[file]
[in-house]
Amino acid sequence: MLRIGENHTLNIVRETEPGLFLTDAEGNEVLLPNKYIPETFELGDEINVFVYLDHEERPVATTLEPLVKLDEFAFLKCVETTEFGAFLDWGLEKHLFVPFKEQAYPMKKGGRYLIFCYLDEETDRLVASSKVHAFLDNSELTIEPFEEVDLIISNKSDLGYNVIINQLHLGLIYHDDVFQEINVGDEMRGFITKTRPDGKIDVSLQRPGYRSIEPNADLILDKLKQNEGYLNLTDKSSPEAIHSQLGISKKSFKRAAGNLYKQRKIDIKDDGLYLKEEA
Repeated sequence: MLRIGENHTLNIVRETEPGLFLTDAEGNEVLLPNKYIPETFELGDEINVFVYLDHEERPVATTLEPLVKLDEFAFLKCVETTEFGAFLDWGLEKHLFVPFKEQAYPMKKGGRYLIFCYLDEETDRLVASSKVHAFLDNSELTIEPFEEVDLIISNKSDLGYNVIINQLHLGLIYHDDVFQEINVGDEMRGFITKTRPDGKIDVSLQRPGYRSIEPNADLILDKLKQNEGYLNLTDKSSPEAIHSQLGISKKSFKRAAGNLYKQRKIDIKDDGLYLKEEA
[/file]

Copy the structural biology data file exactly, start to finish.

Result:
[in-house]
Amino acid sequence: MLRIGENHTLNIVRETEPGLFLTDAEGNEVLLPNKYIPETFELGDEINVFVYLDHEERPVATTLEPLVKLDEFAFLKCVETTEFGAFLDWGLEKHLFVPFKEQAYPMKKGGRYLIFCYLDEETDRLVASSKVHAFLDNSELTIEPFEEVDLIISNKSDLGYNVIINQLHLGLIYHDDVFQEINVGDEMRGFITKTRPDGKIDVSLQRPGYRSIEPNADLILDKLKQNEGYLNLTDKSSPEAIHSQLGISKKSFKRAAGNLYKQRKIDIKDDGLYLKEEA
Repeated sequence: MLRIGENHTLNIVRETEPGLFLTDAEGNEVLLPNKYIPETFELGDEINVFVYLDHEERPVATTLEPLVKLDEFAFLKCVETTEFGAFLDWGLEKHLFVPFKEQAYPMKKGGRYLIFCYLDEETDRLVASSKVHAFLDNSELTIEPFEEVDLIISNKSDLGYNVIINQLHLGLIYHDDVFQEINVGDEMRGFITKTRPDGKIDVSLQRPGYRSIEPNADLILDKLKQNEGYLNLTDKSSPEAIHSQLGISKKSFKRAAGNLYKQRKIDIKDDGLYLKEEA